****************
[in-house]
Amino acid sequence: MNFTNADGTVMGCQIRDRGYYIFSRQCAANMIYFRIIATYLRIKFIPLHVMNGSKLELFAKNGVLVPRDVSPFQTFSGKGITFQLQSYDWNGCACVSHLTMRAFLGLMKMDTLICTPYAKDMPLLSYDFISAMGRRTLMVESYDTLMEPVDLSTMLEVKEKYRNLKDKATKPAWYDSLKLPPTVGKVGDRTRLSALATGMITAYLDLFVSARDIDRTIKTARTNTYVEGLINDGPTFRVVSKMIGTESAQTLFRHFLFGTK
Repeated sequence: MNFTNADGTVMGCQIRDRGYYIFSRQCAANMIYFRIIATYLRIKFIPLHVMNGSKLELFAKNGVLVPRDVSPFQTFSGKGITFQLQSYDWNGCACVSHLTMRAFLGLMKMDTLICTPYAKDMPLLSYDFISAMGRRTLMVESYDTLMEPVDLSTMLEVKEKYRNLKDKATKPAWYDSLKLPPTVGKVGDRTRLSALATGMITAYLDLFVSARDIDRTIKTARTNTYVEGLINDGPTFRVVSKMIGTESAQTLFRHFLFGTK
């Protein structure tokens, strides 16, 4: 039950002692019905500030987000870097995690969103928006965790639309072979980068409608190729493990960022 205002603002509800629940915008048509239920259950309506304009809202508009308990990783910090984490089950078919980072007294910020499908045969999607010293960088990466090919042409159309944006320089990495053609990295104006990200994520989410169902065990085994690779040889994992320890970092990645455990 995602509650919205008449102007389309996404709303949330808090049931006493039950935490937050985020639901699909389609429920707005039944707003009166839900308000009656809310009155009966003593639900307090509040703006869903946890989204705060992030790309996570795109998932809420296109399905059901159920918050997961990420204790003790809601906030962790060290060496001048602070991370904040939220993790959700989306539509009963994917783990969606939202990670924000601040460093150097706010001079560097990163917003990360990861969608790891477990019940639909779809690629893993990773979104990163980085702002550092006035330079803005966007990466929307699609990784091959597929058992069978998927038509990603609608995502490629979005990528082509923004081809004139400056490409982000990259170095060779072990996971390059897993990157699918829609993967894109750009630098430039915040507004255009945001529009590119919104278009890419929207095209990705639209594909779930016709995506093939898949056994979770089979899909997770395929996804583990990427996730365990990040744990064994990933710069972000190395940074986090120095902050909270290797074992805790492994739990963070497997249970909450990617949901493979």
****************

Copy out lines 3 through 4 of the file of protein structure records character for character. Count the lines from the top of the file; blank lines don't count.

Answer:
Repeated sequence: MNFTNADGTVMGCQIRDRGYYIFSRQCAANMIYFRIIATYLRIKFIPLHVMNGSKLELFAKNGVLVPRDVSPFQTFSGKGITFQLQSYDWNGCACVSHLTMRAFLGLMKMDTLICTPYAKDMPLLSYDFISAMGRRTLMVESYDTLMEPVDLSTMLEVKEKYRNLKDKATKPAWYDSLKLPPTVGKVGDRTRLSALATGMITAYLDLFVSARDIDRTIKTARTNTYVEGLINDGPTFRVVSKMIGTESAQTLFRHFLFGTK
């Protein structure tokens, strides 16, 4: 039950002692019905500030987000870097995690969103928006965790639309072979980068409608190729493990960022 205002603002509800629940915008048509239920259950309506304009809202508009308990990783910090984490089950078919980072007294910020499908045969999607010293960088990466090919042409159309944006320089990495053609990295104006990200994520989410169902065990085994690779040889994992320890970092990645455990 995602509650919205008449102007389309996404709303949330808090049931006493039950935490937050985020639901699909389609429920707005039944707003009166839900308000009656809310009155009966003593639900307090509040703006869903946890989204705060992030790309996570795109998932809420296109399905059901159920918050997961990420204790003790809601906030962790060290060496001048602070991370904040939220993790959700989306539509009963994917783990969606939202990670924000601040460093150097706010001079560097990163917003990360990861969608790891477990019940639909779809690629893993990773979104990163980085702002550092006035330079803005966007990466929307699609990784091959597929058992069978998927038509990603609608995502490629979005990528082509923004081809004139400056490409982000990259170095060779072990996971390059897993990157699918829609993967894109750009630098430039915040507004255009945001529009590119919104278009890419929207095209990705639209594909779930016709995506093939898949056994979770089979899909997770395929996804583990990427996730365990990040744990064994990933710069972000190395940074986090120095902050909270290797074992805790492994739990963070497997249970909450990617949901493979």